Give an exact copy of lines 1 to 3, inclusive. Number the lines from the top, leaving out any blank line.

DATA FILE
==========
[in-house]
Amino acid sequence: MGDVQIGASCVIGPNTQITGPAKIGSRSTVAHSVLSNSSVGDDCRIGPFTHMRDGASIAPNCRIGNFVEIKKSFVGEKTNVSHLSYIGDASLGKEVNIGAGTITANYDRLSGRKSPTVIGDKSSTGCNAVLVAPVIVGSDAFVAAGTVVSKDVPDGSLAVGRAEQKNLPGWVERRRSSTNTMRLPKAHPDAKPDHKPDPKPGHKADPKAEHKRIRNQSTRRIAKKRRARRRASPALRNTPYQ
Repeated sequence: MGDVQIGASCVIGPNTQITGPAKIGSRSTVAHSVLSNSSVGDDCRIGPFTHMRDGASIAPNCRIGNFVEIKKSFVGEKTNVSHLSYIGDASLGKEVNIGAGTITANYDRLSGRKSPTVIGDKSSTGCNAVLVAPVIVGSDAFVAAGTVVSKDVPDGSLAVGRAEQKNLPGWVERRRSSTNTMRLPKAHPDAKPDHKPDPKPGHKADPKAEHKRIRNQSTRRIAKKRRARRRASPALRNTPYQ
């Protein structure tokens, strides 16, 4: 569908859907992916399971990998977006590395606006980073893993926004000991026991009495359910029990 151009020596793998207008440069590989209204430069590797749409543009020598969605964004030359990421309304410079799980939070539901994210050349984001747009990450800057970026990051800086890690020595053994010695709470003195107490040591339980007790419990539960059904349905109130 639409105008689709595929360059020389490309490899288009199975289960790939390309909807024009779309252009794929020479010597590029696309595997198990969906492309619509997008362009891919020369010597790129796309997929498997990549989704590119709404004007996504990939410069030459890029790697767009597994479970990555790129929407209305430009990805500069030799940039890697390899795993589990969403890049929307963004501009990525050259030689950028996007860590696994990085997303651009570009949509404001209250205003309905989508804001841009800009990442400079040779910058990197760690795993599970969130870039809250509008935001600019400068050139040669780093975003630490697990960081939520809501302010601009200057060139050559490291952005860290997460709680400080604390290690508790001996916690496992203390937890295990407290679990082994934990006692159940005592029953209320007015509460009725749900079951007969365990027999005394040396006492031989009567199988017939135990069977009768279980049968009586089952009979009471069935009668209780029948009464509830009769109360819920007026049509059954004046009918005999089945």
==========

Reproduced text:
[in-house]
Amino acid sequence: MGDVQIGASCVIGPNTQITGPAKIGSRSTVAHSVLSNSSVGDDCRIGPFTHMRDGASIAPNCRIGNFVEIKKSFVGEKTNVSHLSYIGDASLGKEVNIGAGTITANYDRLSGRKSPTVIGDKSSTGCNAVLVAPVIVGSDAFVAAGTVVSKDVPDGSLAVGRAEQKNLPGWVERRRSSTNTMRLPKAHPDAKPDHKPDPKPGHKADPKAEHKRIRNQSTRRIAKKRRARRRASPALRNTPYQ
Repeated sequence: MGDVQIGASCVIGPNTQITGPAKIGSRSTVAHSVLSNSSVGDDCRIGPFTHMRDGASIAPNCRIGNFVEIKKSFVGEKTNVSHLSYIGDASLGKEVNIGAGTITANYDRLSGRKSPTVIGDKSSTGCNAVLVAPVIVGSDAFVAAGTVVSKDVPDGSLAVGRAEQKNLPGWVERRRSSTNTMRLPKAHPDAKPDHKPDPKPGHKADPKAEHKRIRNQSTRRIAKKRRARRRASPALRNTPYQ